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edible Monterey Bay Summer 2016

Since then, Taylor has spent a lot of time learning the ins and outs of the McGrath hop’s growing habits, learning when to cut it back, when to feed it different nutrients and when to harvest it. “e hop is magical. It’s unlike any other hop I’ve come across,” says Taylor, noting that its flower exhibits notes of citrus, floral and jasmine with Bartlett pear. PUTTING IT TO THE TEST To showcase the special hop’s qualities, Taylor first used it to make a simple Belgian blonde. “I hopped it a little more, similar to an American pale ale and used the Belgian ale yeast to ferment it out,” Taylor says. Next, he made an American pale ale. Taylor had loved the Belgian, but found the yeast to be a bit too expressive and wanted to work with an American strain of yeast that would really complement the hop’s flavor without overwhelming its subtleties. Taylor began doing more research on the history of the hop and in 2008 found out that one of his brother’s old school pals, Jeff Bassman, lived on the old McGrath Ranch and his mother’s maiden name was McGrath. So Luke went out to visit and met the whole family, including Jeff’s grandma, Shirley McGrath, and his parents, George and Joan Bassman. And then they went about creating a plan to revive the growth of the McGrath hop together. is was right around the time that Corralitos Brewing Co. was submitting for its permit application and moving into the Pacific Firewood building, which is zoned for commercial agriculture. So Taylor was already planting hops at the site that would become his brewery and tasting room. In 2014, Taylor helped return the hop to the original McGrath Ranch, planting 25 hills of McGrath hops together with Jeff Bassman and his father George. Jeff, a butcher at Freedom Meat Locker, now manages the crop. “I essentially resurrected their family heirloom, and they loved the idea and took off with it,” Taylor says. 32 edible monterey bay summer 2016 Shirley McGrath, now 89, remembers the days when the original hops were grown. She has six great-grandchildren who now live on the ranch, and she thinks it’s a wonderful way for them to grow up. Her husband, now deceased, started working in the hop fields when he was 15. George McGrath was her cousin. “Of course, it was a big job, but they just grew beautifully,” she says, “I’m happy to see the hops growing again. I think it’s great, and I love to look at them, too.” e first harvest of McGrath Ranch’s newly planted hops in September 2014 yielded roughly 50 pounds of dried hops—just enough for the first large batch of My Girl, which through home brewing experimentation had transformed from an American pale ale to an American rye pale ale. “I really like the spiciness and almost dry mouth feel that the rye brings to the beer in combination with the qualities of the hop,” Taylor says. Last year, another 65 hills of McGrath hops were added to the ranch. During the harvest, Taylor threw a hops picking party complete with free beer. (See photos p. 30–31.) He brought his home-brew system and put hops straight into the kettle for a limited-release, wethopped My Girl. irty-five people were in attendance, and this year about 80 will be on site lending a hand. EXPLORE:e Agricultural History Project Center and Museum in Watsonville offers an exhibit dedicated to the history of hops in the Pajaro Valley. Learn more at www.aghistoryproject.org. To take a hopsgrowing class, contact Luke Taylor at luke@corralitosbrewingco.com. Elizabeth Hodges is a freelance writer and owner of the Verdant Pantry, based in South Santa Cruz County. During her free time, she enjoys keeping chickens, gardening and connecting with the local food community as communications chair for Slow Food Santa Cruz. HEADING TO SANTA CRUZ? THE SANTA CRUZ BEER TRAIL PASSPORT IS HERE TO HELP! e Santa Cruz Beer Trail, co-created by Bryce Root, founder of the small-business marketing firm, e Root Group, and e Brew Cruz tour operator, Annie Pautsch, is here to take your craft beer exploration to the next level. e Beer Trail’s recently launched Santa Cruz Beer Trail Passport, First Release 2016—our region’s very first beer passport—costs $25 and is full of helpful information for navigating your beer exploration in the northern part of our coverage area. e passport is also packed with discounts of beer and food. For example, Steel Bonnet Brewing in Scotts Valley is offering passport holders a pint and a bag of chips for $1; Santa Cruz Ale Works is giving 50% off on a tasting flight and three bottles of beer for $10. It’s a big world of beer out there. Grab your passport and go explore! —Rosie Parker Santa Cruz Beer Trail Passport • SantaCruzBeerTrail.com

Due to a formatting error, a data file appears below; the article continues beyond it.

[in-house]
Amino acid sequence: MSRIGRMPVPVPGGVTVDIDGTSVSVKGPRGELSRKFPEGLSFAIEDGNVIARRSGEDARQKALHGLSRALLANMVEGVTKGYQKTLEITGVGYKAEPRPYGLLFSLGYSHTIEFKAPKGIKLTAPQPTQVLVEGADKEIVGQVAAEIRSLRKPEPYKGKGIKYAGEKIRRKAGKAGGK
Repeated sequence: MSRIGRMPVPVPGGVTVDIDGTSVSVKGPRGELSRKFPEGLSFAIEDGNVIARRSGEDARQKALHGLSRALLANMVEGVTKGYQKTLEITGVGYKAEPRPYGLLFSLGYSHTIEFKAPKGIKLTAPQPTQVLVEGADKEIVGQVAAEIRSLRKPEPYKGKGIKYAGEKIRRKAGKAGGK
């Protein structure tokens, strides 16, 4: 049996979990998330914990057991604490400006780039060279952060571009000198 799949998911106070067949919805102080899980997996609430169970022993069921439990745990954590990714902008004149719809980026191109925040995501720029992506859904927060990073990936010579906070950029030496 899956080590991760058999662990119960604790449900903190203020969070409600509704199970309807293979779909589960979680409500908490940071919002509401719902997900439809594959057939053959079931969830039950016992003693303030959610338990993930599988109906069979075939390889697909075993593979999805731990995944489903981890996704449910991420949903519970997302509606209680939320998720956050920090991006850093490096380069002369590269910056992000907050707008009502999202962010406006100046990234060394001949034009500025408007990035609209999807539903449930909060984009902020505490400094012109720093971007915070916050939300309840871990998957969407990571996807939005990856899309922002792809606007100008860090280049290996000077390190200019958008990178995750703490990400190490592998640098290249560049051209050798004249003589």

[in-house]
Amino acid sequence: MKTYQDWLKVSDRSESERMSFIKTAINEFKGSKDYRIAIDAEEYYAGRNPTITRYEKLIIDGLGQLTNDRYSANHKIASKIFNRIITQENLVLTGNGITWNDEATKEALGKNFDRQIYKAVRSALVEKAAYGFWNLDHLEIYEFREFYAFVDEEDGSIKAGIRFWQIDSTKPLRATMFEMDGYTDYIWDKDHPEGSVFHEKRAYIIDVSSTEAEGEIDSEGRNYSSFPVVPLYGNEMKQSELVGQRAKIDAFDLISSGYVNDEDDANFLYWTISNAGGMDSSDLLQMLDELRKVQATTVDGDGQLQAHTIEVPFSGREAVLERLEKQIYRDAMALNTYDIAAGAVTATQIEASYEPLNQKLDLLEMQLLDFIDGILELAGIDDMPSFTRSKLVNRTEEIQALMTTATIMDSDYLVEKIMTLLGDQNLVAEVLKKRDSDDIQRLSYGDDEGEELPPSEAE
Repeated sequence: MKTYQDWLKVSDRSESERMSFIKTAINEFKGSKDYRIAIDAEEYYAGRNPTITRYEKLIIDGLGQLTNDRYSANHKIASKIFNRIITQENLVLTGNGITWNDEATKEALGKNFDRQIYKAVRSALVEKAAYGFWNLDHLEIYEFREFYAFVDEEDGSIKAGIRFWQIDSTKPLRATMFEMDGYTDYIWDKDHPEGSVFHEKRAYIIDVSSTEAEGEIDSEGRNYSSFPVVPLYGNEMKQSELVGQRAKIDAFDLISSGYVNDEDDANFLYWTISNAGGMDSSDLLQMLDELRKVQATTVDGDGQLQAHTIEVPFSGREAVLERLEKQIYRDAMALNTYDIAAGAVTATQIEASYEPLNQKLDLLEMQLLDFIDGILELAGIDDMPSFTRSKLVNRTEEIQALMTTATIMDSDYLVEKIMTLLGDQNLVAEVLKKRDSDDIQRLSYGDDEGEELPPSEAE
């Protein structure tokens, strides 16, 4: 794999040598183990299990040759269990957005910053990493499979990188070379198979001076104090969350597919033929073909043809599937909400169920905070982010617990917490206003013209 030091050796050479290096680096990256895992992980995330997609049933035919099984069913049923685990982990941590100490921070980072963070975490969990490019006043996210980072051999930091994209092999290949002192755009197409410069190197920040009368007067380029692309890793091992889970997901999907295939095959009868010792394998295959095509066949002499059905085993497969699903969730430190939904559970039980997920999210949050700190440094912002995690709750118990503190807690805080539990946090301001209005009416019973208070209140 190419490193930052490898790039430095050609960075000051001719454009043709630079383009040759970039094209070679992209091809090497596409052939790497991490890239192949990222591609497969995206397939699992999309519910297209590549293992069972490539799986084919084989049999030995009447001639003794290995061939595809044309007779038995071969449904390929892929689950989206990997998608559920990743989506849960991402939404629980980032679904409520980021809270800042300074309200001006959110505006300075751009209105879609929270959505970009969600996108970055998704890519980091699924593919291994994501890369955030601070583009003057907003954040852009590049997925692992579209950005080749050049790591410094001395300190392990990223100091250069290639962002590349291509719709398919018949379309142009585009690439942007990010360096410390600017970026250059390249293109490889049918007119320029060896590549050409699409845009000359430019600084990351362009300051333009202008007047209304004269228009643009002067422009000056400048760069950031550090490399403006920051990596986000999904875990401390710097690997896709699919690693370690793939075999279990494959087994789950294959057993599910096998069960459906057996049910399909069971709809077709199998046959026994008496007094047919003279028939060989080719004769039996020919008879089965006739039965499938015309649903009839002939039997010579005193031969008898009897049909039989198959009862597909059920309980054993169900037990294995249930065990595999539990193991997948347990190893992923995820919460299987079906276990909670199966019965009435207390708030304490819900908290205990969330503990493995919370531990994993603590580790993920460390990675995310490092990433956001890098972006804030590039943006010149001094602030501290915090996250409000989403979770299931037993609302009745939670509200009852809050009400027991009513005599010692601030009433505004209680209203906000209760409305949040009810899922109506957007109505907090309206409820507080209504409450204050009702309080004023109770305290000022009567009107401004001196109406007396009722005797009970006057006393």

edible Monterey Bay Summer 2016
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